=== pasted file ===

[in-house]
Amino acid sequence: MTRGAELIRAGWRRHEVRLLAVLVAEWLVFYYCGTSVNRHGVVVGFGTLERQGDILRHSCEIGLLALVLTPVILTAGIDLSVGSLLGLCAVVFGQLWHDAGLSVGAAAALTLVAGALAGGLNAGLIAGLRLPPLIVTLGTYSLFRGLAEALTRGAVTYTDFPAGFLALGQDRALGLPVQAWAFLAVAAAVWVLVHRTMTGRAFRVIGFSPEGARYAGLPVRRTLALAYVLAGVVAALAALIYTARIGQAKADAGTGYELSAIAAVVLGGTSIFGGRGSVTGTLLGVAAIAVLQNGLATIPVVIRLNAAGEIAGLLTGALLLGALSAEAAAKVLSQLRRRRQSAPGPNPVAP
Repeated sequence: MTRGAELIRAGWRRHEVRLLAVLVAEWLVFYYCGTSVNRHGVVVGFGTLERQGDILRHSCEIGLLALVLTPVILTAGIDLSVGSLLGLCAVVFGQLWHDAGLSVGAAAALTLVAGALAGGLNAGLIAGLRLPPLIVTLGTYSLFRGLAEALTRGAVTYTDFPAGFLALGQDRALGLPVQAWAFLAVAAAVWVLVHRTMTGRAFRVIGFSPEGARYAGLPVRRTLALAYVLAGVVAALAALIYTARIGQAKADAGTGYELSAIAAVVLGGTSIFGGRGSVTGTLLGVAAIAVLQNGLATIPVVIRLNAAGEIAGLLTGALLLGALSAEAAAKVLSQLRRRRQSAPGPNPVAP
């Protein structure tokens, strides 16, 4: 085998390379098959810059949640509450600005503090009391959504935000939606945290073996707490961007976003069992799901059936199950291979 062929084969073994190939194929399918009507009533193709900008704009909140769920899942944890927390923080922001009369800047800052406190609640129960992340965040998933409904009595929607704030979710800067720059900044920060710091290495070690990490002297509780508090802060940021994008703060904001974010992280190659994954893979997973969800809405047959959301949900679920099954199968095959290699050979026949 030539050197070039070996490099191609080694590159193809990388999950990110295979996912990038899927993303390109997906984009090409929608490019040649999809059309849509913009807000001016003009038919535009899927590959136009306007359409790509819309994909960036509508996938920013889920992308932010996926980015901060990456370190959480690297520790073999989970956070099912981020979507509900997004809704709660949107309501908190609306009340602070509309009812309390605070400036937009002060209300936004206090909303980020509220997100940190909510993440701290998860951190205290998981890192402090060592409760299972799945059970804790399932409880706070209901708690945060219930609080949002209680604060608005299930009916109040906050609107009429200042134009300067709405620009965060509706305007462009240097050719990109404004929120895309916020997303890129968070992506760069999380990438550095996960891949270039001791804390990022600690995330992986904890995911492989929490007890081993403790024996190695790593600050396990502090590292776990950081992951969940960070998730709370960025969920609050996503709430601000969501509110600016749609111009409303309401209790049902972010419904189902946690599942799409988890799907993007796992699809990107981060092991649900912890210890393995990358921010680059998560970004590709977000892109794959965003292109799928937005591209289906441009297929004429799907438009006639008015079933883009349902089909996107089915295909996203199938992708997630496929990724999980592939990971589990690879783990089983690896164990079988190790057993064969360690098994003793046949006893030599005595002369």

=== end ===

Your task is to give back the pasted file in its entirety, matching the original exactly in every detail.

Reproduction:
[in-house]
Amino acid sequence: MTRGAELIRAGWRRHEVRLLAVLVAEWLVFYYCGTSVNRHGVVVGFGTLERQGDILRHSCEIGLLALVLTPVILTAGIDLSVGSLLGLCAVVFGQLWHDAGLSVGAAAALTLVAGALAGGLNAGLIAGLRLPPLIVTLGTYSLFRGLAEALTRGAVTYTDFPAGFLALGQDRALGLPVQAWAFLAVAAAVWVLVHRTMTGRAFRVIGFSPEGARYAGLPVRRTLALAYVLAGVVAALAALIYTARIGQAKADAGTGYELSAIAAVVLGGTSIFGGRGSVTGTLLGVAAIAVLQNGLATIPVVIRLNAAGEIAGLLTGALLLGALSAEAAAKVLSQLRRRRQSAPGPNPVAP
Repeated sequence: MTRGAELIRAGWRRHEVRLLAVLVAEWLVFYYCGTSVNRHGVVVGFGTLERQGDILRHSCEIGLLALVLTPVILTAGIDLSVGSLLGLCAVVFGQLWHDAGLSVGAAAALTLVAGALAGGLNAGLIAGLRLPPLIVTLGTYSLFRGLAEALTRGAVTYTDFPAGFLALGQDRALGLPVQAWAFLAVAAAVWVLVHRTMTGRAFRVIGFSPEGARYAGLPVRRTLALAYVLAGVVAALAALIYTARIGQAKADAGTGYELSAIAAVVLGGTSIFGGRGSVTGTLLGVAAIAVLQNGLATIPVVIRLNAAGEIAGLLTGALLLGALSAEAAAKVLSQLRRRRQSAPGPNPVAP
């Protein structure tokens, strides 16, 4: 085998390379098959810059949640509450600005503090009391959504935000939606945290073996707490961007976003069992799901059936199950291979 062929084969073994190939194929399918009507009533193709900008704009909140769920899942944890927390923080922001009369800047800052406190609640129960992340965040998933409904009595929607704030979710800067720059900044920060710091290495070690990490002297509780508090802060940021994008703060904001974010992280190659994954893979997973969800809405047959959301949900679920099954199968095959290699050979026949 030539050197070039070996490099191609080694590159193809990388999950990110295979996912990038899927993303390109997906984009090409929608490019040649999809059309849509913009807000001016003009038919535009899927590959136009306007359409790509819309994909960036509508996938920013889920992308932010996926980015901060990456370190959480690297520790073999989970956070099912981020979507509900997004809704709660949107309501908190609306009340602070509309009812309390605070400036937009002060209300936004206090909303980020509220997100940190909510993440701290998860951190205290998981890192402090060592409760299972799945059970804790399932409880706070209901708690945060219930609080949002209680604060608005299930009916109040906050609107009429200042134009300067709405620009965060509706305007462009240097050719990109404004929120895309916020997303890129968070992506760069999380990438550095996960891949270039001791804390990022600690995330992986904890995911492989929490007890081993403790024996190695790593600050396990502090590292776990950081992951969940960070998730709370960025969920609050996503709430601000969501509110600016749609111009409303309401209790049902972010419904189902946690599942799409988890799907993007796992699809990107981060092991649900912890210890393995990358921010680059998560970004590709977000892109794959965003292109799928937005591209289906441009297929004429799907438009006639008015079933883009349902089909996107089915295909996203199938992708997630496929990724999980592939990971589990690879783990089983690896164990079988190790057993064969360690098994003793046949006893030599005595002369």